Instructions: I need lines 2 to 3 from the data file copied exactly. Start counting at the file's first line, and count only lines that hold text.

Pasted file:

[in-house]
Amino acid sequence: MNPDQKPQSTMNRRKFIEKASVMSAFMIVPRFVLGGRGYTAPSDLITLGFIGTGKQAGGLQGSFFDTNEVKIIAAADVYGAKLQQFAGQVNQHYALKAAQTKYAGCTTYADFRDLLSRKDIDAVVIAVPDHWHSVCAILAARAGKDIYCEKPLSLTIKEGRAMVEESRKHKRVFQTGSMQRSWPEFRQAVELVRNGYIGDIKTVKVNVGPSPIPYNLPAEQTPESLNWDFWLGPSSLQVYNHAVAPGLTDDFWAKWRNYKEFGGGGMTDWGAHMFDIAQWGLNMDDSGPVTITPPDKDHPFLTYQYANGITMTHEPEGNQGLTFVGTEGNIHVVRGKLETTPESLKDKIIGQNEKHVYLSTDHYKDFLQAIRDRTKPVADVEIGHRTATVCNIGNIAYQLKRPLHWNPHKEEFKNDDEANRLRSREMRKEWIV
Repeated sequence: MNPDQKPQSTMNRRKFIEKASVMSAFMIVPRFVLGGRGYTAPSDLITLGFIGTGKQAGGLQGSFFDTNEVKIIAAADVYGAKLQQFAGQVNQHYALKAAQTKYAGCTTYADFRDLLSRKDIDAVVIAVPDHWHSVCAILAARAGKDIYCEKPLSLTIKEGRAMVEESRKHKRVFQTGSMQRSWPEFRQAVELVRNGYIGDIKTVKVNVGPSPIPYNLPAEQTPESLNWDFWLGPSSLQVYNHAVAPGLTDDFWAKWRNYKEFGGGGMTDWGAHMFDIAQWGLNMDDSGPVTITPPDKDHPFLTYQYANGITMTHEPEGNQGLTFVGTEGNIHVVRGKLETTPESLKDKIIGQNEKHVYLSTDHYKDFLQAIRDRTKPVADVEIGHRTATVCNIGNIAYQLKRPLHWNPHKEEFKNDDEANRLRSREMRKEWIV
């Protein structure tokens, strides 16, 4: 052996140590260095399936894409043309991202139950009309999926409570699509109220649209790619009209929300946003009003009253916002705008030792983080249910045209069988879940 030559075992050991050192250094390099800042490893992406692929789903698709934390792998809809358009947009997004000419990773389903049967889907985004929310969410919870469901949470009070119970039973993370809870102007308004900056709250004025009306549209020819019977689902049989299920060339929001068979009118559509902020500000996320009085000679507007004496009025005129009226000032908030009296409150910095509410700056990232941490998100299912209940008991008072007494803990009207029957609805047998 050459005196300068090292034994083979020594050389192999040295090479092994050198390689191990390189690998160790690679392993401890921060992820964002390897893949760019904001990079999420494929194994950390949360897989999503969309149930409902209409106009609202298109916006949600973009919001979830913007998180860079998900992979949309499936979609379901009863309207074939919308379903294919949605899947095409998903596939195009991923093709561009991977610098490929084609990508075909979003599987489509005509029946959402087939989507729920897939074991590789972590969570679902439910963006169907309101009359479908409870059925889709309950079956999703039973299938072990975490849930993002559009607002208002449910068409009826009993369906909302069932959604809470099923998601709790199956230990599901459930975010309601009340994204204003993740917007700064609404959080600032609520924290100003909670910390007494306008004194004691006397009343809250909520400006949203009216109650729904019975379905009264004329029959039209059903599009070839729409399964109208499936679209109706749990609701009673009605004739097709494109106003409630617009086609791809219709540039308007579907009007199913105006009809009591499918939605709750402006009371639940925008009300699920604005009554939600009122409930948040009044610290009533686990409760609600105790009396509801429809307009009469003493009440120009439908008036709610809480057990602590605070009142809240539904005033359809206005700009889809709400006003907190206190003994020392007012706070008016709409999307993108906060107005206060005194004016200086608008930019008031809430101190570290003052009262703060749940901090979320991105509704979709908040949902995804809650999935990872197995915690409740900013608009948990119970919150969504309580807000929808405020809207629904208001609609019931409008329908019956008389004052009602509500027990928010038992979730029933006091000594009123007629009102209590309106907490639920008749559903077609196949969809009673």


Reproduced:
Amino acid sequence: MNPDQKPQSTMNRRKFIEKASVMSAFMIVPRFVLGGRGYTAPSDLITLGFIGTGKQAGGLQGSFFDTNEVKIIAAADVYGAKLQQFAGQVNQHYALKAAQTKYAGCTTYADFRDLLSRKDIDAVVIAVPDHWHSVCAILAARAGKDIYCEKPLSLTIKEGRAMVEESRKHKRVFQTGSMQRSWPEFRQAVELVRNGYIGDIKTVKVNVGPSPIPYNLPAEQTPESLNWDFWLGPSSLQVYNHAVAPGLTDDFWAKWRNYKEFGGGGMTDWGAHMFDIAQWGLNMDDSGPVTITPPDKDHPFLTYQYANGITMTHEPEGNQGLTFVGTEGNIHVVRGKLETTPESLKDKIIGQNEKHVYLSTDHYKDFLQAIRDRTKPVADVEIGHRTATVCNIGNIAYQLKRPLHWNPHKEEFKNDDEANRLRSREMRKEWIV
Repeated sequence: MNPDQKPQSTMNRRKFIEKASVMSAFMIVPRFVLGGRGYTAPSDLITLGFIGTGKQAGGLQGSFFDTNEVKIIAAADVYGAKLQQFAGQVNQHYALKAAQTKYAGCTTYADFRDLLSRKDIDAVVIAVPDHWHSVCAILAARAGKDIYCEKPLSLTIKEGRAMVEESRKHKRVFQTGSMQRSWPEFRQAVELVRNGYIGDIKTVKVNVGPSPIPYNLPAEQTPESLNWDFWLGPSSLQVYNHAVAPGLTDDFWAKWRNYKEFGGGGMTDWGAHMFDIAQWGLNMDDSGPVTITPPDKDHPFLTYQYANGITMTHEPEGNQGLTFVGTEGNIHVVRGKLETTPESLKDKIIGQNEKHVYLSTDHYKDFLQAIRDRTKPVADVEIGHRTATVCNIGNIAYQLKRPLHWNPHKEEFKNDDEANRLRSREMRKEWIV